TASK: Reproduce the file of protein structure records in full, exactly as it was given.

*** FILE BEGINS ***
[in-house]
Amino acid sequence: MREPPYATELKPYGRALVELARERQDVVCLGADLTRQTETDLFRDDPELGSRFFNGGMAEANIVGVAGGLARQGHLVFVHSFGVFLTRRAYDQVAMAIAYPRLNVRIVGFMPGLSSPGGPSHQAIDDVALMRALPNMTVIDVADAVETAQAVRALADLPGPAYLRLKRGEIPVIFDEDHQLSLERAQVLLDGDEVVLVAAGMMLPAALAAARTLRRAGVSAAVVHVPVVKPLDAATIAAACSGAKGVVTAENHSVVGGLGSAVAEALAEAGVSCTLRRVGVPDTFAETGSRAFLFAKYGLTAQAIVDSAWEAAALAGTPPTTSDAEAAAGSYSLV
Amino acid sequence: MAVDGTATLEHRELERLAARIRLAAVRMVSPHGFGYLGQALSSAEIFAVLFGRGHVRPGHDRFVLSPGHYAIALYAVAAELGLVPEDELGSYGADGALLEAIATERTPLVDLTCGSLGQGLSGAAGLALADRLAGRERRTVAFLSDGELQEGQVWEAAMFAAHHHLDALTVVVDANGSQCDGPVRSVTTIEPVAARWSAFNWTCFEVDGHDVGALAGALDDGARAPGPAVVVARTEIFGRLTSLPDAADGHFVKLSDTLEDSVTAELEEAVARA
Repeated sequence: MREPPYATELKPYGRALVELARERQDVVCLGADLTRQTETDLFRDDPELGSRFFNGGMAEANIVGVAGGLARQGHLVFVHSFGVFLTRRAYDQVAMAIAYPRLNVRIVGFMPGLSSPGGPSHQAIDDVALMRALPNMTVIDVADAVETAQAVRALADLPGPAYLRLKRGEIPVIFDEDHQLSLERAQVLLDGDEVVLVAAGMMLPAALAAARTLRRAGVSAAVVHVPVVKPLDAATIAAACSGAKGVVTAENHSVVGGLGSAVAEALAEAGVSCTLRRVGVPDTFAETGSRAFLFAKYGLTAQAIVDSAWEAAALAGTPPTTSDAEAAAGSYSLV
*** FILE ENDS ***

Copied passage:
[in-house]
Amino acid sequence: MREPPYATELKPYGRALVELARERQDVVCLGADLTRQTETDLFRDDPELGSRFFNGGMAEANIVGVAGGLARQGHLVFVHSFGVFLTRRAYDQVAMAIAYPRLNVRIVGFMPGLSSPGGPSHQAIDDVALMRALPNMTVIDVADAVETAQAVRALADLPGPAYLRLKRGEIPVIFDEDHQLSLERAQVLLDGDEVVLVAAGMMLPAALAAARTLRRAGVSAAVVHVPVVKPLDAATIAAACSGAKGVVTAENHSVVGGLGSAVAEALAEAGVSCTLRRVGVPDTFAETGSRAFLFAKYGLTAQAIVDSAWEAAALAGTPPTTSDAEAAAGSYSLV
Amino acid sequence: MAVDGTATLEHRELERLAARIRLAAVRMVSPHGFGYLGQALSSAEIFAVLFGRGHVRPGHDRFVLSPGHYAIALYAVAAELGLVPEDELGSYGADGALLEAIATERTPLVDLTCGSLGQGLSGAAGLALADRLAGRERRTVAFLSDGELQEGQVWEAAMFAAHHHLDALTVVVDANGSQCDGPVRSVTTIEPVAARWSAFNWTCFEVDGHDVGALAGALDDGARAPGPAVVVARTEIFGRLTSLPDAADGHFVKLSDTLEDSVTAELEEAVARA
Repeated sequence: MREPPYATELKPYGRALVELARERQDVVCLGADLTRQTETDLFRDDPELGSRFFNGGMAEANIVGVAGGLARQGHLVFVHSFGVFLTRRAYDQVAMAIAYPRLNVRIVGFMPGLSSPGGPSHQAIDDVALMRALPNMTVIDVADAVETAQAVRALADLPGPAYLRLKRGEIPVIFDEDHQLSLERAQVLLDGDEVVLVAAGMMLPAALAAARTLRRAGVSAAVVHVPVVKPLDAATIAAACSGAKGVVTAENHSVVGGLGSAVAEALAEAGVSCTLRRVGVPDTFAETGSRAFLFAKYGLTAQAIVDSAWEAAALAGTPPTTSDAEAAAGSYSLV